Digital tracking and control of retinal images

Steven F. Barrett, Maya R. Jerath, H. Grady Rylander, Ashley J. Welch

Research output: Contribution to journalConference articlepeer-review

10 Scopus citations


Laser induced retinal lesions are used to treat a variety of eye diseases such as diabetic retinopathy and retinal detachment. Both the location and the size of the retinal lesions are critical for effective treatment and minimal complications. Currently, once an irradiation is begun, no attempt is made to alter the laser beam location on the retina. However, adjustments are desirable to correct for patient eye movements and tissue inhomogeneities. Lesions form in much less than one second and typical treatment for a disease such as diabetic retinopathy requires as many as 2,000 lesions per eye. This type of tedious task is ideally suited for computer implementation. An instrumentation system has been developed to track a specific lesion coordinate on the retinal surface and provide corrective signals to maintain laser position on the coordinate. High resolution retinal images are acquired via a CCD camera coupled to a fundus camera and video frame grabber. Optical filtering and histogram modification are used to enhance the retinal vessel network against the lighter retinal background. Six distinct retinal landmarks are tracked on the high contrast image obtained from the frame grabber using two-dimensional blood vessel templates. The frame grabber is hosted on a 486 PC. The PC performs correction signal calculations using an exhaustive search on selected image portions. An X and Y laser correction signal is derived from the landmark tracking information and provided to a pair of galvanometer steered mirrors via a data acquisition and control subsystem. This subsystem also responds to patient inputs and the system monitoring lesion growth. To confine the laser position within a 100 micron radius circle at a retinal velocity of 50 degrees per second requires a position update 150 times per second. The development system is currently implemented on a 486 personal computer hosting a video frame grabber and data acquisition and control hardware. With a 33 MHz processor the current implementation provides 100 micron target radius at retinal velocities less than two degrees per second. This paper begins with an overview of the Robotic Laser System design followed by implementation and testing of a development system for proof of concept. The paper concludes with specifications for a real time system.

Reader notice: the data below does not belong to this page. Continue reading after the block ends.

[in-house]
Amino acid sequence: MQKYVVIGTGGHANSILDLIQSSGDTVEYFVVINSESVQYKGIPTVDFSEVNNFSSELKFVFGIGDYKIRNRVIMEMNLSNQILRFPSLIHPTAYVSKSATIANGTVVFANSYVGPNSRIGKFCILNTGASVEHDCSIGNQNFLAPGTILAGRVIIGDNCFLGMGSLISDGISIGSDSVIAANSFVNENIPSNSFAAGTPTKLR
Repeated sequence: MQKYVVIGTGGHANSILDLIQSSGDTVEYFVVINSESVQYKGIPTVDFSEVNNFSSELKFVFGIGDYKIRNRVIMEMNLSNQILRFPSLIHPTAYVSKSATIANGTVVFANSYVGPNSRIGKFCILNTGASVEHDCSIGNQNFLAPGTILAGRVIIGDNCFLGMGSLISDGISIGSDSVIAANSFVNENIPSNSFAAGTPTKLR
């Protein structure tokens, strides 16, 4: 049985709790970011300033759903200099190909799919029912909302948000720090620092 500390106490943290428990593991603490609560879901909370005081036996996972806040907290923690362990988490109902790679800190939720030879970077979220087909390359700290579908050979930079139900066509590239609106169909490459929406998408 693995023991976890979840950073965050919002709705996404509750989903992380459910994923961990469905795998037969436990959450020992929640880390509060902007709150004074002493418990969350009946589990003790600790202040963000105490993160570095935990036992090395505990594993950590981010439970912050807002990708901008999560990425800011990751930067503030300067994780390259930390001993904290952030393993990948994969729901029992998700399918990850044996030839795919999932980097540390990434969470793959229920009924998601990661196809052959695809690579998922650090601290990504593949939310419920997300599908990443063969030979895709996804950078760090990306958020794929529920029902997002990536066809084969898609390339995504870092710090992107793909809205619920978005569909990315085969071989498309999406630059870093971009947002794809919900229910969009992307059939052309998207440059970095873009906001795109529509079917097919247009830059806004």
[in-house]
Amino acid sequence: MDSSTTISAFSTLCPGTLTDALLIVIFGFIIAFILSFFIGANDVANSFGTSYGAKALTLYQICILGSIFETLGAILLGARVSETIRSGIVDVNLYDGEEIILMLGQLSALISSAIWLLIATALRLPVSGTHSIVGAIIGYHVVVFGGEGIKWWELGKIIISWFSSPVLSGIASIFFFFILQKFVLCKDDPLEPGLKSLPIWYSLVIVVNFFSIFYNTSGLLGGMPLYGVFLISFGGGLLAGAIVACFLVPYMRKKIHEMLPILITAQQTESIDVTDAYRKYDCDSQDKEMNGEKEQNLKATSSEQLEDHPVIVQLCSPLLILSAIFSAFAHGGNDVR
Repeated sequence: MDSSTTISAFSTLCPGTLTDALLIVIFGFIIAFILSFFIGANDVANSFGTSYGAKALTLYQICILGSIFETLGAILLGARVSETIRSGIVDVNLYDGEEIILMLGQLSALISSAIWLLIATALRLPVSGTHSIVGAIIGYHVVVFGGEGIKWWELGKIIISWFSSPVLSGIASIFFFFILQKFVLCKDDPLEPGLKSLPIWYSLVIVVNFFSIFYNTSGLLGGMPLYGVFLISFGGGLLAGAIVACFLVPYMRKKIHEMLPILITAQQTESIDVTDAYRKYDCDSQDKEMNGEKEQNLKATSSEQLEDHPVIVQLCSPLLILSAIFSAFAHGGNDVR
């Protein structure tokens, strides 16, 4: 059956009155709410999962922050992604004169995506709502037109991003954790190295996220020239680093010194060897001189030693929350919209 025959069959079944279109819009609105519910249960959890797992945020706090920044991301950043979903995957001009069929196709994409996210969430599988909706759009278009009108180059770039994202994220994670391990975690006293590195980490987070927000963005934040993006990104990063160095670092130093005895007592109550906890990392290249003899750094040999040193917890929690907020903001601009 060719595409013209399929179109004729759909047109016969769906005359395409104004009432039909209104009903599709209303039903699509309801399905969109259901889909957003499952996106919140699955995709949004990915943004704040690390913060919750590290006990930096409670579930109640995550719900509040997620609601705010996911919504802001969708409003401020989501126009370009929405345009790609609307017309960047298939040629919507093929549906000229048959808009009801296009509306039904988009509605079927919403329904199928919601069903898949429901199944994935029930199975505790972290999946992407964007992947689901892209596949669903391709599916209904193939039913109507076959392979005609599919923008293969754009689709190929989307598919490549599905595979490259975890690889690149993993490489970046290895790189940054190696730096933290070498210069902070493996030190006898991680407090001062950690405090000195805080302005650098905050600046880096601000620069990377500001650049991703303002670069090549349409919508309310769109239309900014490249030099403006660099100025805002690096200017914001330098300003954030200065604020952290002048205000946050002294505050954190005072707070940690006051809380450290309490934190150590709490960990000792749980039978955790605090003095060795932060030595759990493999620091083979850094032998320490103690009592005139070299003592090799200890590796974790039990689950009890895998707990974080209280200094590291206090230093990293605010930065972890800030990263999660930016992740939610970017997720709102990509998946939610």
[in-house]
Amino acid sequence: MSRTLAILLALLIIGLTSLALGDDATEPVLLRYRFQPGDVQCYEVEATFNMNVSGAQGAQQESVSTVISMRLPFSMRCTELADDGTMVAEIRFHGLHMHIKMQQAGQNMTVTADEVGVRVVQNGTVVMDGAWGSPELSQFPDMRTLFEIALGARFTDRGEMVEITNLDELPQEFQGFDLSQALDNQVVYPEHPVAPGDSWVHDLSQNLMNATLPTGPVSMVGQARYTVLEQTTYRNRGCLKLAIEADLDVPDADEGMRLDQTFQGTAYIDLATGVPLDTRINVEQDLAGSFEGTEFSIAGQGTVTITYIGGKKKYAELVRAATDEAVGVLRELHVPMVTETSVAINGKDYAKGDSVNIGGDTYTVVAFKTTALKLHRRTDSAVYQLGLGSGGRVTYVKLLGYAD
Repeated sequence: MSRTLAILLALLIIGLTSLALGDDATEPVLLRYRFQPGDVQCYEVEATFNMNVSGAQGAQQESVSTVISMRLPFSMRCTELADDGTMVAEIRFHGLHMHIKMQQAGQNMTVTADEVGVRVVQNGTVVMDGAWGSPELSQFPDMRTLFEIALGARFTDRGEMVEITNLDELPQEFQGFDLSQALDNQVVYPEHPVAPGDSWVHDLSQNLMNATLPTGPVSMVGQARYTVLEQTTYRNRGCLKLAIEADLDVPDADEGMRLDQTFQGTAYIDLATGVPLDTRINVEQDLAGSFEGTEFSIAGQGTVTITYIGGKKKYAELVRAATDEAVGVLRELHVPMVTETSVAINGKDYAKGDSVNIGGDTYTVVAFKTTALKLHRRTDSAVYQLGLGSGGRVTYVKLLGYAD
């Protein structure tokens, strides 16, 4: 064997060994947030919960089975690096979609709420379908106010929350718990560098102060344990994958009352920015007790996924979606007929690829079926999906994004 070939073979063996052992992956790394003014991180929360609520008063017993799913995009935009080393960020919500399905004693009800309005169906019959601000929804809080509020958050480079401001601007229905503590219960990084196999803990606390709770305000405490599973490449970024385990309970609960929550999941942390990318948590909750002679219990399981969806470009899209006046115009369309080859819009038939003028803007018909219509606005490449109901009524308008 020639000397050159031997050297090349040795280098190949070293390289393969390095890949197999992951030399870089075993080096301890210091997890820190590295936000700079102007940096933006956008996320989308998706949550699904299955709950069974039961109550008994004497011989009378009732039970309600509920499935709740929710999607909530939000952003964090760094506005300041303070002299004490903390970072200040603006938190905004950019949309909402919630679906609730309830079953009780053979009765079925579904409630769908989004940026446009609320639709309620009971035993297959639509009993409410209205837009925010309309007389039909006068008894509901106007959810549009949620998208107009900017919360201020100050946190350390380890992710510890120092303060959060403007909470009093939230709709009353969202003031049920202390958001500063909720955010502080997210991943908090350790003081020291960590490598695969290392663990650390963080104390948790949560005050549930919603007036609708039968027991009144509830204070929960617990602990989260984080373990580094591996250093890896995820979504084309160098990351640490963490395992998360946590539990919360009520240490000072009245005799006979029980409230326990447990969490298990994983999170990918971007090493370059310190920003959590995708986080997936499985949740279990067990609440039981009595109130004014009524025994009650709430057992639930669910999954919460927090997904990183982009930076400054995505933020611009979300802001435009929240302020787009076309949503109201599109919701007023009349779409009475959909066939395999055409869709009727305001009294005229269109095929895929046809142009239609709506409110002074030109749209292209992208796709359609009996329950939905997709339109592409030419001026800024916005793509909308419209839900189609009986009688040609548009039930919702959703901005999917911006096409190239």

Original languageEnglish
Pages (from-to)272-283
Number of pages12
JournalProceedings of SPIE - The International Society for Optical Engineering
StatePublished - Jun 24 1993
EventOphthalmic Technologies III 1993 - Los Angeles, United States
Duration: Jan 17 1993Jan 22 1993


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